89 °
Clear

Hudson's Journey: "EXTRA Empathy"

Posted

Hudson is my hero; however, you don’t need superpowers to sense other people’s emotions or need a power to tell you what someone else might be thinking or feeling. It’s called “empathy”. Some have these senses more than others. It took me being a momma to a child with special needs to truly have my power to see it, or not, in others so clearly. 

If your child fell and scraped their knee, you would likely tell them that you know it hurts. That you are sorry. You would probably blow on it, kiss it, make it feel better. You would let them know that you can feel that pain, too. It’s not sympathy, it’s empathy that they need. 

My child does not need your sympathy or your turned cheek when he’s hurting. He is just like every other child that needs love and reassurance that he will be okay. When you don’t try and imagine what he is feeling or thinking, you are not seeing him. 

This “empathy” word has been weighing heavily on me lately. I can give everything Hudson needs to live, be happy, provide comfort, communicate and embrace who Hudson was born to be… but many others can’t or won’t. So my efforts become limited to only a few who can understand how Hudson feels, communicate with him, see him and accept him. 

If you don’t have empathy, how will you inspire my hero to shine his brightest. Hudson will fall. He will struggle to show you when his iPad is dead or malfunctioning. He will cry out when his tummy hurts. He will grab snacks and shake the bag until you open it to give him some. He will cry and you will have to guess until you figure it out… that is, if you figure it out. 

I have never prayed for Hudson to be different than who he was born to be. I wouldn’t change one hair on his head or one extra beautiful feature he was gifted; however, I did pray recently, for the first time, that he could one day be able to use some words. I was snuggling with Hudson as I was praying this; the tears of guilt for even asking made his head look like he just got out of the pool. Why was this my prayer? If I don’t want to change Hudson at all, why ask for this? Well…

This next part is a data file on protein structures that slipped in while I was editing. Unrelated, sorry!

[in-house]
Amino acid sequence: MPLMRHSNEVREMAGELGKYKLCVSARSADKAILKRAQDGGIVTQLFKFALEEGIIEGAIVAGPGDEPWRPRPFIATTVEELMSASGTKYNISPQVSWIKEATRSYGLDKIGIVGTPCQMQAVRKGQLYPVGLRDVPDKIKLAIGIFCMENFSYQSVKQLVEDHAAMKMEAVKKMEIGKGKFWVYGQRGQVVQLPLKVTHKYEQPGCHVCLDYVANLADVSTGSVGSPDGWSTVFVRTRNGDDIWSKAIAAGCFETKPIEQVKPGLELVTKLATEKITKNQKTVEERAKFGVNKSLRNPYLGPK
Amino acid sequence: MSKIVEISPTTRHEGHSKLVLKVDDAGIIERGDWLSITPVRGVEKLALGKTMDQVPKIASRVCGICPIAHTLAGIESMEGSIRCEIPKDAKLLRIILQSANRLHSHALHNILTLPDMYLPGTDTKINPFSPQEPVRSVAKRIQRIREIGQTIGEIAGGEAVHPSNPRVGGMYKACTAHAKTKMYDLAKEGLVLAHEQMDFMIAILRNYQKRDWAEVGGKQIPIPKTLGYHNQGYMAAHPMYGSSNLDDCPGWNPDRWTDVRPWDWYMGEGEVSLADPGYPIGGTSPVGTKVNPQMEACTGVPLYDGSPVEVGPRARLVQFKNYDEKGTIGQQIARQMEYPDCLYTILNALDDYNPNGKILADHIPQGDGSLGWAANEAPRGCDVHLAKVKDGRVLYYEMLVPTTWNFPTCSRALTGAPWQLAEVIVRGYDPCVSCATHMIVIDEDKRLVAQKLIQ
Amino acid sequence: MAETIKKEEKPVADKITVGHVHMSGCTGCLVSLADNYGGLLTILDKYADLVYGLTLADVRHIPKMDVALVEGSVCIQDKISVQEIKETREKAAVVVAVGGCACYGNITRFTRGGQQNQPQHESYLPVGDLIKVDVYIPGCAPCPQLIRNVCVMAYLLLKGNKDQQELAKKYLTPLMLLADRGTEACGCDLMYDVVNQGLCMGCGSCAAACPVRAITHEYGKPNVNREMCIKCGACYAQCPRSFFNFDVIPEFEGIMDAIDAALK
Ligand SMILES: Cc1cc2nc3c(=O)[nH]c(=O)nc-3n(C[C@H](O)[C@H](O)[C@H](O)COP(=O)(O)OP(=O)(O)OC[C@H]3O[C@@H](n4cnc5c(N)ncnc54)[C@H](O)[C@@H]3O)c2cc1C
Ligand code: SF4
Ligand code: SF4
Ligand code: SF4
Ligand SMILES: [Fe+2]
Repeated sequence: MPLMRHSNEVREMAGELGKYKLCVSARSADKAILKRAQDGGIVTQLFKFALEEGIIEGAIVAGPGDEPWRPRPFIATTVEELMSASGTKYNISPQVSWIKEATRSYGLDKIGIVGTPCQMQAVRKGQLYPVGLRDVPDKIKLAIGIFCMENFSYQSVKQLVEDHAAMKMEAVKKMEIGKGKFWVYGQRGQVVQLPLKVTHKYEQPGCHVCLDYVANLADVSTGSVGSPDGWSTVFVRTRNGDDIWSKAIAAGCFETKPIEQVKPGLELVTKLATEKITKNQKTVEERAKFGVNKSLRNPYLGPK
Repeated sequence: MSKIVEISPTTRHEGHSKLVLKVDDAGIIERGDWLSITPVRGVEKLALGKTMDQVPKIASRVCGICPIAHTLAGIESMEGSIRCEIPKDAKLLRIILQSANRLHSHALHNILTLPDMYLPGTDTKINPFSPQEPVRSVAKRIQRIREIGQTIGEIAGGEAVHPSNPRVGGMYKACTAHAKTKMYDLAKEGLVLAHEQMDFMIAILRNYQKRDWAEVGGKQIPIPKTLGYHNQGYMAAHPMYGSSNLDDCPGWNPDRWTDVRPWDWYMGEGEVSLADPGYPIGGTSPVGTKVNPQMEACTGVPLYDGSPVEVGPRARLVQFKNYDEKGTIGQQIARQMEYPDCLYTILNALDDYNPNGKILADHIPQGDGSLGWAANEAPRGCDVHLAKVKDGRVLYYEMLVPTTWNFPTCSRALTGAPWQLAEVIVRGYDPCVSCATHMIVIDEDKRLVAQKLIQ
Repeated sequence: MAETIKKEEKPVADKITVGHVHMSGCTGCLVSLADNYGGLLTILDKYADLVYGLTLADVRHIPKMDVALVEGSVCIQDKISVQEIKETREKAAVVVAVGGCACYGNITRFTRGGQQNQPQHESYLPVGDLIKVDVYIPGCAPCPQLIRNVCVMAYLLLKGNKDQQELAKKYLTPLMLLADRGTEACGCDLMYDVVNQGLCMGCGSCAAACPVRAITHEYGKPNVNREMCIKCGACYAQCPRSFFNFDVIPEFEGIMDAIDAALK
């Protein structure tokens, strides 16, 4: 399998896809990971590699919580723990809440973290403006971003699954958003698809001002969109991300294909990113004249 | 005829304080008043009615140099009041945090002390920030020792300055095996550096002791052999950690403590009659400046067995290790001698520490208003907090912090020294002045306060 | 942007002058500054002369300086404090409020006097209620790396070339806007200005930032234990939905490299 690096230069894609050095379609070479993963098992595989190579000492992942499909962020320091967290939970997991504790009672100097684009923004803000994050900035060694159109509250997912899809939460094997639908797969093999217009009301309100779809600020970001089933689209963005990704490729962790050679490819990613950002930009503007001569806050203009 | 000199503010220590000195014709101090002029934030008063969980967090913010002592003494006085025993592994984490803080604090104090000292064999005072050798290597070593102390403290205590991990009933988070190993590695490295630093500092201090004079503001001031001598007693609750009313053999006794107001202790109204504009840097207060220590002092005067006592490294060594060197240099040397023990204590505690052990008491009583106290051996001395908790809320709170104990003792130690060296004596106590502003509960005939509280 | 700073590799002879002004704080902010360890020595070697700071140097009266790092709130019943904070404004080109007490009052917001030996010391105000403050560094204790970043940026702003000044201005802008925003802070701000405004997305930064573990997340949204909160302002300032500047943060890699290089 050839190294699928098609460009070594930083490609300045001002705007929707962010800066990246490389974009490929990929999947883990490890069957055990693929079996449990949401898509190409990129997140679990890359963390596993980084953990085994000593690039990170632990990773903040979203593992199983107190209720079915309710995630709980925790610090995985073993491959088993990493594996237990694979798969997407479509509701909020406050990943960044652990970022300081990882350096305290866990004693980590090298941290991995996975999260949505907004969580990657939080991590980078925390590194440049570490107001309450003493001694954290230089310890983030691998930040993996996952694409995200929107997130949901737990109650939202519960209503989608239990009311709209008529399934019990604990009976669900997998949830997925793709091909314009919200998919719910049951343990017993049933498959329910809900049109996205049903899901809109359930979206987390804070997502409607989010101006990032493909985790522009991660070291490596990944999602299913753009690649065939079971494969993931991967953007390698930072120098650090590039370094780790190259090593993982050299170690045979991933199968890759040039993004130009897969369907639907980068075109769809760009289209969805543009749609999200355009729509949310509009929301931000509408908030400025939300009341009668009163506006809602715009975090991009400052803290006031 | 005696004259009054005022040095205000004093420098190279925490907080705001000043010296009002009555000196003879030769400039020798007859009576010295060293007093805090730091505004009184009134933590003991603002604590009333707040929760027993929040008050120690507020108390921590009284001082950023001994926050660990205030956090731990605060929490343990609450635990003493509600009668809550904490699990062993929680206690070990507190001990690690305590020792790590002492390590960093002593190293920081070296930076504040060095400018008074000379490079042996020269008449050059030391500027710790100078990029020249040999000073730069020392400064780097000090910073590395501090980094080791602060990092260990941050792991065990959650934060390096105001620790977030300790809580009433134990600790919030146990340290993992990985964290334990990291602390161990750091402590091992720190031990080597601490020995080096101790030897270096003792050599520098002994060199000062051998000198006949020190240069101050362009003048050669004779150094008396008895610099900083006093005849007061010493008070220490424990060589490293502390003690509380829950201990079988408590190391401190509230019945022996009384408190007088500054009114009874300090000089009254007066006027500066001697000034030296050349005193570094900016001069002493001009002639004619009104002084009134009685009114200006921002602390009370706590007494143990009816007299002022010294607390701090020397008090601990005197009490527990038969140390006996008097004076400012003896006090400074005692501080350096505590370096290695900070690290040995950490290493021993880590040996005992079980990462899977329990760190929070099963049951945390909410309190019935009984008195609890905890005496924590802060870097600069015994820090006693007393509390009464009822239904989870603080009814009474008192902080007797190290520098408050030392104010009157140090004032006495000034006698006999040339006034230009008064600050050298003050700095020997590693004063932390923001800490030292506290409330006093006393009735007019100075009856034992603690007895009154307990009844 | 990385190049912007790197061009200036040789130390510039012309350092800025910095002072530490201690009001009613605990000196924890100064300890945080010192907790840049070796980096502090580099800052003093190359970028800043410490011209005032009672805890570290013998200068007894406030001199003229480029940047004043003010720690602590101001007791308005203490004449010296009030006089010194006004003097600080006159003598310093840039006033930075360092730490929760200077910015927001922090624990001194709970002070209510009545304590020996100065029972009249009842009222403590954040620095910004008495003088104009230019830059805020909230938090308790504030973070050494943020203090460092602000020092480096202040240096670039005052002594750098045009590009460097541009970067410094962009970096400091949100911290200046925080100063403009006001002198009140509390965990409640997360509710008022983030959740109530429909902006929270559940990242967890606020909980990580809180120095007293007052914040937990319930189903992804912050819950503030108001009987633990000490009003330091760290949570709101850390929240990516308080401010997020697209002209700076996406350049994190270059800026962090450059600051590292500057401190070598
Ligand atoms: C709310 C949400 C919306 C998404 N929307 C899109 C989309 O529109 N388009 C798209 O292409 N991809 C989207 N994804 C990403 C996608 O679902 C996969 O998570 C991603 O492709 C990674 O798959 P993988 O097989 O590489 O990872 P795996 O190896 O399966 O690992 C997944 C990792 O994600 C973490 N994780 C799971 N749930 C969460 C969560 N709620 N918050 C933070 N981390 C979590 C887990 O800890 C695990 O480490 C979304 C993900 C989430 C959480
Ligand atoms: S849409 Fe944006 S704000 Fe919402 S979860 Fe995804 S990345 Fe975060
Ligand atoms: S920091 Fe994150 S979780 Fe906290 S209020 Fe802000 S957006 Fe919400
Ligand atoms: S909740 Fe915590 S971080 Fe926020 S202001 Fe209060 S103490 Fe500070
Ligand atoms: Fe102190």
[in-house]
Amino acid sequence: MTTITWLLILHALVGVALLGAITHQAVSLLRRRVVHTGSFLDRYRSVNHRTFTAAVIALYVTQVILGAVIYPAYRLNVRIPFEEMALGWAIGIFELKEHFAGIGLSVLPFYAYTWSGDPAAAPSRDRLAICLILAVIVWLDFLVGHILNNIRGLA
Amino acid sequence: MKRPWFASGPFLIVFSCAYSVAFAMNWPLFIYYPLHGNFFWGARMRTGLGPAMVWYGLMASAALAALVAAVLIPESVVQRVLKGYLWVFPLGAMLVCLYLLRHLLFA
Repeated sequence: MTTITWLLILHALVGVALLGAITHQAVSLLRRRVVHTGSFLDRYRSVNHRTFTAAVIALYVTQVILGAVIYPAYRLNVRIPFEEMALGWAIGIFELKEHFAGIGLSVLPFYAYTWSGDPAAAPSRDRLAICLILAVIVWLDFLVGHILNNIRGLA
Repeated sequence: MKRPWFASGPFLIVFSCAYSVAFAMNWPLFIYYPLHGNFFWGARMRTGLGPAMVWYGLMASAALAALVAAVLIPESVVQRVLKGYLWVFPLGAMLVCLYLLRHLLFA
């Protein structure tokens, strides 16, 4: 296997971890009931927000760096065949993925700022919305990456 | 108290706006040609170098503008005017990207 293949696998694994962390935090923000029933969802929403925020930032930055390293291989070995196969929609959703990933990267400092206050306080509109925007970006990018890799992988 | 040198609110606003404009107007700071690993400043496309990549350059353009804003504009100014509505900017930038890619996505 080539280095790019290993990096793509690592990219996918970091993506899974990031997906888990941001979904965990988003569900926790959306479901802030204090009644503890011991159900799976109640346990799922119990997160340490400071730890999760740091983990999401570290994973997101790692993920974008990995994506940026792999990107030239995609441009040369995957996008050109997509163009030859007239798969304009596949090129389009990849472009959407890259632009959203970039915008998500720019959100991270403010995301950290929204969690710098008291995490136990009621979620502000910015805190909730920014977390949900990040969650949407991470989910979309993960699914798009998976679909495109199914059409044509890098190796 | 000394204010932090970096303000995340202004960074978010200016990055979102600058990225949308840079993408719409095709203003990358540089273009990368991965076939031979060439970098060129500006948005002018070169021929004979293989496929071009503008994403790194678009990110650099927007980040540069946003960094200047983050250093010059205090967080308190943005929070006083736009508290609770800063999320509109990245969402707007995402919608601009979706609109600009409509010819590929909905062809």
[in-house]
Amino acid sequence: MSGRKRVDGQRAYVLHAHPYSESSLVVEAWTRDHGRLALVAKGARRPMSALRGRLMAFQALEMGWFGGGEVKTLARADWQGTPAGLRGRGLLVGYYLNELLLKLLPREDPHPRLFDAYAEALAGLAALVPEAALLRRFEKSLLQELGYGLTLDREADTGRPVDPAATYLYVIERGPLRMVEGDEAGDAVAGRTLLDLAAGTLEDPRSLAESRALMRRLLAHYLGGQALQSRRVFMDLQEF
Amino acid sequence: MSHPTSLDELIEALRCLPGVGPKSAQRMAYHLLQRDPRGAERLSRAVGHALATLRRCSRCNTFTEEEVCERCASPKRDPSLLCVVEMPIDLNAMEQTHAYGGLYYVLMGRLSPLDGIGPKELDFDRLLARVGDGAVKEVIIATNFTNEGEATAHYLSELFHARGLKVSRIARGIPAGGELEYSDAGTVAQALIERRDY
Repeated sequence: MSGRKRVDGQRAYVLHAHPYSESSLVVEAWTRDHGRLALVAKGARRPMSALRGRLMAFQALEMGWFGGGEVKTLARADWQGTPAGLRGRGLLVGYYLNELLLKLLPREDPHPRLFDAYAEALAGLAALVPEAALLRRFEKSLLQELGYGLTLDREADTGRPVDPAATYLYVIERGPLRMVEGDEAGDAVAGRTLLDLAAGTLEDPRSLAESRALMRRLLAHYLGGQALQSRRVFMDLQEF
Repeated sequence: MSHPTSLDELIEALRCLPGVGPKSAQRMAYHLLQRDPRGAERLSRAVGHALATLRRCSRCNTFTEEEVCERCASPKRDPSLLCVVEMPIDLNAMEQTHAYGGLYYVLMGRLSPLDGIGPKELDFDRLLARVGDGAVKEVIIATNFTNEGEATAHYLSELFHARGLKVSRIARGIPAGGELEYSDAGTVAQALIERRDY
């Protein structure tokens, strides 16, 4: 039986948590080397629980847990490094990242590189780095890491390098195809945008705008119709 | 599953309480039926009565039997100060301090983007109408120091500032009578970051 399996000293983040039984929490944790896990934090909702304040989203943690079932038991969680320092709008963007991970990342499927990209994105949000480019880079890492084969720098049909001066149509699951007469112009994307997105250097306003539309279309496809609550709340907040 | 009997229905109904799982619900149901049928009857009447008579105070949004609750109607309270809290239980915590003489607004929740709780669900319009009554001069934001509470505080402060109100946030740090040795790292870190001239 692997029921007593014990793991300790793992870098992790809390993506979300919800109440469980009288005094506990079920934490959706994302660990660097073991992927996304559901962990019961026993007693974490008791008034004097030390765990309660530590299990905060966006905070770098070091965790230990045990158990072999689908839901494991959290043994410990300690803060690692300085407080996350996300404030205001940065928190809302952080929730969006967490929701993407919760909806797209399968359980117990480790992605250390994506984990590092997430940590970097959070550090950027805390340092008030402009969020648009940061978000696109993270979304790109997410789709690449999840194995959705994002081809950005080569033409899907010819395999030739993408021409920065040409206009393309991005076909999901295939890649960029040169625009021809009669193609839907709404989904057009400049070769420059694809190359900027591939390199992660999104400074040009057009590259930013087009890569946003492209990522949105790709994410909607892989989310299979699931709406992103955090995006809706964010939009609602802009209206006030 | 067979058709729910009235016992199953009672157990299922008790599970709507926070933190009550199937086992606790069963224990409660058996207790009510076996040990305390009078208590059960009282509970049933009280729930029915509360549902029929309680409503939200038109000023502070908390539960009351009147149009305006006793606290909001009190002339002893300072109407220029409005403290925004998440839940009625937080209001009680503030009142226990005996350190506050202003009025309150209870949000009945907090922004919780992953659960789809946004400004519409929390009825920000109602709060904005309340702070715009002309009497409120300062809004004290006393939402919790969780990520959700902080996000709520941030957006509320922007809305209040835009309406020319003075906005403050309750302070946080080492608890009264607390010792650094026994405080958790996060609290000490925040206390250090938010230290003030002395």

We recently were hit with the whole house stomach bug. It was brutal and ongoing, not the 24 hour kind. Hudson usually picks up every illness he comes across; he doesn’t have a great immune system and he loves to lick his hands, too. When your child hurts like this and he can’t tell you what he needs, you feel completely helpless. As his mom, I can communicate pretty well… unless he is sick. Then it is truly try and try again. 

Hudson can’t tell me if his sock isn’t on correctly. He can’t tell me what hurts or if he stubbed his toe. Hudson can’t tell me he’s hot or cold. He can’t share if his head hurts or if he put a lego up his nose (this hasn’t happened, thankfully). This list goes on and on. Unless it’s a visible need, it might go unnoticed and this part kills me. I live with constant worry that I have missed something. 

Hudson might never talk. He might never get to tell me that he loves me using his voice. Even though he can’t use words yet, he does a wonderful job showing me how much he loves his life. It’s seen in his giggles, in smiles and definitely felt in his powerful kisses. His joy can be seen without words. 

I am finding a lot of the world desensitized to having empathy; it is a very selfish time today. Taking time to look at someone and guess what they might be thinking or feeling takes little effort, but many don’t outside of their own lives. I have watched moms on this journey struggle to carry the heavy that can be felt in daily life. I always thought that that would never be me, that I would carry it differently; my shoulders can’t afford chips if I want to carry this load the distance for Hudson. I don’t want your sympathy either. Empathy of warmth and compassion would go a long way. A better understanding of why I might decline an invitation to something; I want to go and love being invited, it might just not work. Or assuming I won’t come and therefore not even asking. Or if you change a date or time and I forget, my mental capacity is maxed out most days. Grace is always good for moms like me. 

The opposite of empathy is callous, heartless, inhuman, hard, insensitive, indifferent, and inhumane. When a mom is trying to be present in her world, change the world and not be angry at the world, see her. Know that you would deserve someone seeing you, experiencing your pain and joy, if you needed them to. Empathy is heartbreaking, but it makes us human. The one word describing empathy I don’t want is your pity. My life is one you may never experience and for that, I have EXTRA empathy that you’ll never know a love that I have.